An anonymous reader shares a report: For most of its 111-year history, Xerox has been known as one of the tech industry's most innovative companies. Now the legendary copier company is reinventing itself. In January, Xerox made the bold decision to split itself into two, spinning off its business services operations into a separate company called Conduent. And Jeffrey Jacobson, a Xerox tech executive, was tapped as Xerox's new CEO. Speaking with Fortune's Susie Gharib, Jacobson says Xerox is still "one of the top patent producing companies in the world" and he's counting on that scientific expertise to pivot the company to be a leader in digital print technology. "If I look at the things we're looking at with the Internet of things, artificial intelligence and bridging the digital and physical," he says, "that's what I think we'll be known for."
The Internet

Cloudflare Stops Supporting Neo-Nazi Site The Daily Stormer (arstechnica.com) 483

Timothy B. Lee reports via Ars Technica: All week, the infamous hate site Daily Stormer has been battling to stay online in the face of a concerted social media campaign to shut it down. The site lost its "dailystormer.com" domain on Monday after first GoDaddy and then Google Domains blacklisted it from their domain registration services. The site re-appeared online on Wednesday morning at a new domain name, dailystormer.ru. But within hours, the site had gone offline again after it was dropped by Cloudflare, an intermediary that defends customers against denial-of-service attacks. Daily Stormer's Andrew Anglin reported Cloudflare's decision to drop the site in a post on the social media site Gab. His post was first spotted by journalist Matthew Sheffield.
Businesses

After Losing Support, Trump's Business and Manufacturing Councils Are Shutting Down (theverge.com) 637

Over a dozen anonymous readers share a similar report: Two White House advisory councils that once included tech leaders like Elon Musk and Travis Kalanick have dissolved, after several members resigned over President Donald Trump's weak condemnation of white supremacists. A member of the Strategic and Policy Forum told CNBC that it wanted to make a "more significant impact" by disbanding the entire group: "It makes a central point that it's not going to go forward. It's done." Soon after, Trump took credit for shutting down both that group and a separate Manufacturing Council, "rather than putting pressure on the businesspeople." The councils' members came from a range of industries, including several major Silicon Valley companies. Besides Musk and Kalanick, executives from Intel, IBM, and Dell had joined. It's been controversial from the start -- Musk and Kalanick both left months ago -- but a major exodus started this week, after Trump issued a vague statement blaming "many sides" for violence at a white supremacist rally that left one woman dead. Intel CEO Brian Krzanich resigned on Monday, saying that politics had "sidelined the important mission of rebuilding America's manufacturing base." Axios has more details.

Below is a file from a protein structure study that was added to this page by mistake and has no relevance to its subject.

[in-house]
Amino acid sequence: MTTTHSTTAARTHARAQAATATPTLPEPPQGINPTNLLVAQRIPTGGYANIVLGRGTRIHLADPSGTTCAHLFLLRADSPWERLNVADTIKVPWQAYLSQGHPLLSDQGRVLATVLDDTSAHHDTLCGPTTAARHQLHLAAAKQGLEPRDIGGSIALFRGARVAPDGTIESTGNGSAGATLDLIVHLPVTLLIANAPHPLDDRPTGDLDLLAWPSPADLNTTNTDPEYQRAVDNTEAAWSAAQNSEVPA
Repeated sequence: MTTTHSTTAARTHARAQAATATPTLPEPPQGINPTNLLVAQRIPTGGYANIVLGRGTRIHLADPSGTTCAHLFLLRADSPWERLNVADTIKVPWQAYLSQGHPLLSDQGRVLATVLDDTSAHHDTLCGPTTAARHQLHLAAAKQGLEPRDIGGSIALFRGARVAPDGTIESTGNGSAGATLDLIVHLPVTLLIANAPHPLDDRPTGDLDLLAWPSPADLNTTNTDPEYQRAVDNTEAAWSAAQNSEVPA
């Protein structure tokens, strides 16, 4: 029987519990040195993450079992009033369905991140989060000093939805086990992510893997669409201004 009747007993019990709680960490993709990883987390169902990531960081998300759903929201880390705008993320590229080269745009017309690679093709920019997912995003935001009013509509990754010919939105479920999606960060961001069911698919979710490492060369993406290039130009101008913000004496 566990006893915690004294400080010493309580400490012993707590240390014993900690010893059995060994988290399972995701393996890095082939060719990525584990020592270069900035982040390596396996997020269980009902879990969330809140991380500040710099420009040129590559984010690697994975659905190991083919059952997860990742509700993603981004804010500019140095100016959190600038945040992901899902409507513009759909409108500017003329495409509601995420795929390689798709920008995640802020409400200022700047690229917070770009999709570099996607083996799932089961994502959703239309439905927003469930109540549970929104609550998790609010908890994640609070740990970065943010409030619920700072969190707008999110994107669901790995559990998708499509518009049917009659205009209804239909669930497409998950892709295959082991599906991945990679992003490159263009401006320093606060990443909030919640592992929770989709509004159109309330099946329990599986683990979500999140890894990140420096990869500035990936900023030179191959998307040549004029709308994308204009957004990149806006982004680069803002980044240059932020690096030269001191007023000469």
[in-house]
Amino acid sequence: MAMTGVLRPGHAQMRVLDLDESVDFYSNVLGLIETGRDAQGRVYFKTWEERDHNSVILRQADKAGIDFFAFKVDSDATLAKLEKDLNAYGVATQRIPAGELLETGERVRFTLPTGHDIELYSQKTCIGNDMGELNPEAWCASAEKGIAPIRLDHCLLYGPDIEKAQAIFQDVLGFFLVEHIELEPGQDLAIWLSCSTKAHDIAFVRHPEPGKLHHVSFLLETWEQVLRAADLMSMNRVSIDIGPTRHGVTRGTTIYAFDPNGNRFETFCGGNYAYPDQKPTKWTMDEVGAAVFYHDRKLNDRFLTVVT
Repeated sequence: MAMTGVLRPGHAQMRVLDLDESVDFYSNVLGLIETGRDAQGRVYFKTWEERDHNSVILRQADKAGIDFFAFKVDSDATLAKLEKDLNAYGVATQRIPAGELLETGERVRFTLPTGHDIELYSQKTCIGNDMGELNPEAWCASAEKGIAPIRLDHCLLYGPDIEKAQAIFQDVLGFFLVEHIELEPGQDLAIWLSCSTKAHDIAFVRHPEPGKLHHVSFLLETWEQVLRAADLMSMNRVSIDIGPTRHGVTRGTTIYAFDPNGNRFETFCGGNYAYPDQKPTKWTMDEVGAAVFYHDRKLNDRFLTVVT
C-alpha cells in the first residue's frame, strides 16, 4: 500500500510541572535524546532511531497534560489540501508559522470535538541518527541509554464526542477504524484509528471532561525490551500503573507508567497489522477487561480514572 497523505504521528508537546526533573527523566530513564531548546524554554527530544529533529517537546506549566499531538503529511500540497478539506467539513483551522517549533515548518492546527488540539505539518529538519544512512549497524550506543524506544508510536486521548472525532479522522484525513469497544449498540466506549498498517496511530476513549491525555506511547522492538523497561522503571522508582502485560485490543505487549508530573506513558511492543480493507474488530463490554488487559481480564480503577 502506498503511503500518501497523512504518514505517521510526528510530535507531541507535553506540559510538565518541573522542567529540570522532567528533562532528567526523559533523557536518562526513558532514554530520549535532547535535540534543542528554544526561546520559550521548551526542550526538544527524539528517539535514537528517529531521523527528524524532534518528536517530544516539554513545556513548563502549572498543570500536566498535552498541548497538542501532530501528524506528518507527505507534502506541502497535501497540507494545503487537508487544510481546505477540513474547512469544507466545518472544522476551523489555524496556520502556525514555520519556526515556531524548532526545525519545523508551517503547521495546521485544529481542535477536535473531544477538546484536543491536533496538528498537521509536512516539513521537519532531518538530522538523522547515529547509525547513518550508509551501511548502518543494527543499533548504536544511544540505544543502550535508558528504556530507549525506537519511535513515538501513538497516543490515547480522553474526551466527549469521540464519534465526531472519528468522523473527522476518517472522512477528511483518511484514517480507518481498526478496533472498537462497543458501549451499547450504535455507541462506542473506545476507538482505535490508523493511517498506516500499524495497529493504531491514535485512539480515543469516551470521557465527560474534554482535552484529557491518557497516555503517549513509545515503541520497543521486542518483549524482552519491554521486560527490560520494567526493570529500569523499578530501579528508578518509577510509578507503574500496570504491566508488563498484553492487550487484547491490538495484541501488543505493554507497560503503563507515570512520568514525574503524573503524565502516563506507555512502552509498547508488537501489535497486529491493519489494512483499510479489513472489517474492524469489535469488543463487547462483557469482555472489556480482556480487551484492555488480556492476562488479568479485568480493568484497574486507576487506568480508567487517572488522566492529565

AI

Amazon Will Pay Developers With the Most Engaging Alexa Skills (venturebeat.com) 41

Amazon today announced a new program to bring revenue to developers of Alexa skills based on how much engagement their voice app is able to generate among users of Alexa-enabled devices. From a report: Amazon appears to be the first of the major tech companies with AI assistants and third-party integrations -- like Google, Samsung, Apple, and Microsoft -- with a program to compensate developers based on engagement created by their voice app. Metrics used to measure engagement of an Alexa skill include minutes of usage, new customers, customer ratings, and return visitors, an Amazon spokesperson told VentureBeat. Developers of Alexa skills in the U.S., U.K., and Germany are eligible to join. Developers with a skill active in all three countries will receive separate payments based on engagement in each country.
Communications

WordPress Bans Fascist Website Linked To Charlottesville Killer (fastcompany.com) 450